Wallaby David Pocock deals with 'cheat' tag
RICHARD KNOWLER IN AUCKLAND
Now it is David Pocock's turn to fend off the "cheat'' taunt.
Over the last decade one of the most popular pre-match rituals by All Blacks' opponents has been to toss the "cheat'' tag at Richie McCaw and see if the mud sticks.
But after his all-powerful performance during last weekend's 11-9 win over the Springboks in their World Cup quarterfinal in Wellington, Wallabies No 7 Pocock is now dodging much of the flak that has traditionally been reserved for the All Blacks captain.
Pocock produced one of his best efforts in the green and gold jersey against the Boks as he continually created mayhem by attacking the ball at the breakdown, slowed down possession and created turnovers and will be looking to again carve-up in Sunday night's semifinal against the All Blacks.
For disgruntled South African fans, it has been almost too much; egged on by Boks captain John Smit they have this week vented their fury at Kiwi referee Bryce Lawrence for allowing the Aussies, and chiefly Pocock, for getting away with murder at the breakdown.
"I think that is pretty standard for most No 7s,'' Pocock maintained when presented with the "cheat'' label at a press conference today.
"It has been pretty funny this week, checking the twitter timeline every now and then for the South African fans (feedback). It has been good humour.''
Tens of thousands Boks supporters are reported to have flooded some websites to launch their arrows at Lawrence who has not been asked by the IRB to referee either of this weekend's semis.
Pocock's uncanny ability to stay on his feet and support his own weight while digging for the ball has not been appreciated by the South Africans who lost their own fetcher Heinrich Brussow early in the match with a rib injury.
For his part, Pocock preferred to plead ignorance when asked why the "cheat'' moniker was being sent his way.
"I have no idea. I really don't know. I will leave that to you guys (the media) to talk about.''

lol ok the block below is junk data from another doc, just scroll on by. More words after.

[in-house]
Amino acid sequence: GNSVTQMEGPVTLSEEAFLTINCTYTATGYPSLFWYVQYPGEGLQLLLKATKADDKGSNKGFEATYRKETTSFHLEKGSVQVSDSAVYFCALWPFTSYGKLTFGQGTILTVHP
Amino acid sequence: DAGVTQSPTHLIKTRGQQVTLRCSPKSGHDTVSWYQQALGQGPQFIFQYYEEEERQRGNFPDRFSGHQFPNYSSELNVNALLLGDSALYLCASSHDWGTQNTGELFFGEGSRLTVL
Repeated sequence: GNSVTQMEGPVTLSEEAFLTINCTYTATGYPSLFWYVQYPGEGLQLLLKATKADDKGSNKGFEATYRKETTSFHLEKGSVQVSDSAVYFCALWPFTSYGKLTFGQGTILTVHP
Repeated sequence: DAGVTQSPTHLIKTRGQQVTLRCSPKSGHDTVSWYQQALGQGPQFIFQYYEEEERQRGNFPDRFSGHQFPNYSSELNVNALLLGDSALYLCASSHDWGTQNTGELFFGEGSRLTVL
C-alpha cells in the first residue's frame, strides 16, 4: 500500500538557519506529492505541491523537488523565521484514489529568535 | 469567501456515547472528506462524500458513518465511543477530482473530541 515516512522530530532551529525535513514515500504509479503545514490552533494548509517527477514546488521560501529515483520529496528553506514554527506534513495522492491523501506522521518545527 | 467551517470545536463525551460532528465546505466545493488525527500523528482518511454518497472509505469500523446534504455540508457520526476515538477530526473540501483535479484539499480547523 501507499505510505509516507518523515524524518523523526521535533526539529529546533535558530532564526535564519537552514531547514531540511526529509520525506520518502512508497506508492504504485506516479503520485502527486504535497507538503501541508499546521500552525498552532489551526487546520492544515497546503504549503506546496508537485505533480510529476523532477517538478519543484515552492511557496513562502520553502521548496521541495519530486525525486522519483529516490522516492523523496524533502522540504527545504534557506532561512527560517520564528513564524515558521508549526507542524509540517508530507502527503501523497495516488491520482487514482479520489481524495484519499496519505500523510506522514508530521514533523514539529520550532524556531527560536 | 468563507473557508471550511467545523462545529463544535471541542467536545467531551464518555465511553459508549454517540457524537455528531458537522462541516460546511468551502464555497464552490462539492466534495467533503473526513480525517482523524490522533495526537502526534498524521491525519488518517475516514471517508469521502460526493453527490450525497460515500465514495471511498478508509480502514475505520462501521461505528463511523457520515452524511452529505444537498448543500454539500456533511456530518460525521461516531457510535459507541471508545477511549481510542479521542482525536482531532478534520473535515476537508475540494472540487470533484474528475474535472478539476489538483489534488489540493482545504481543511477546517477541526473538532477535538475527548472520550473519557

South African Craig Joubert has been appointed to control the southern hemisphere semi, while Ireland's Alain Rolland will whistle the all northern play-off between Wales and France on Saturday night.
One thing is certain for the semi: Pocock will not be changing his robust style at the breakdown and he explained that facet of his job description was simple.
"You have to try and get in there as quick as you can and as an arriving player and if the ruck is not formed you have got all the rights. And you continue to have the rights if you have got your hands on the ball. That is the main focus and then just listen to see what the referees are saying.''
Like McCaw, Pocock has had his share of injury problems during the World Cup but his effort against the Boks at the Cake Tin proved he was well over the back complaint that troubled him earlier in the tournament.
Despite speculation that McCaw's foot injury is far worse than he is letting on, Pocock was adamant the adrenaline and the massive stakes of the semi would ensure he took the field.
"I think at this stage of the tournament there would be not too many blokes who aren't carrying some sort of injury. Come game night you put all that behind you and you don't notice anything.''
Meanwhile, Kurtley Beale's hamstring strain forced him to sit out training on the North Shore this morning which means James O'Connor may drop back from wing to fullback as cover if he is not fit.
"We are still optimistic but obviously he still working pretty hard on his rehab and trying to do everything he can do,'' captain James Horwill said. "But that is up to the medical staff and the selectors to make that decision when the time comes to select the team.
"He is doing everything he can to be right to play.''
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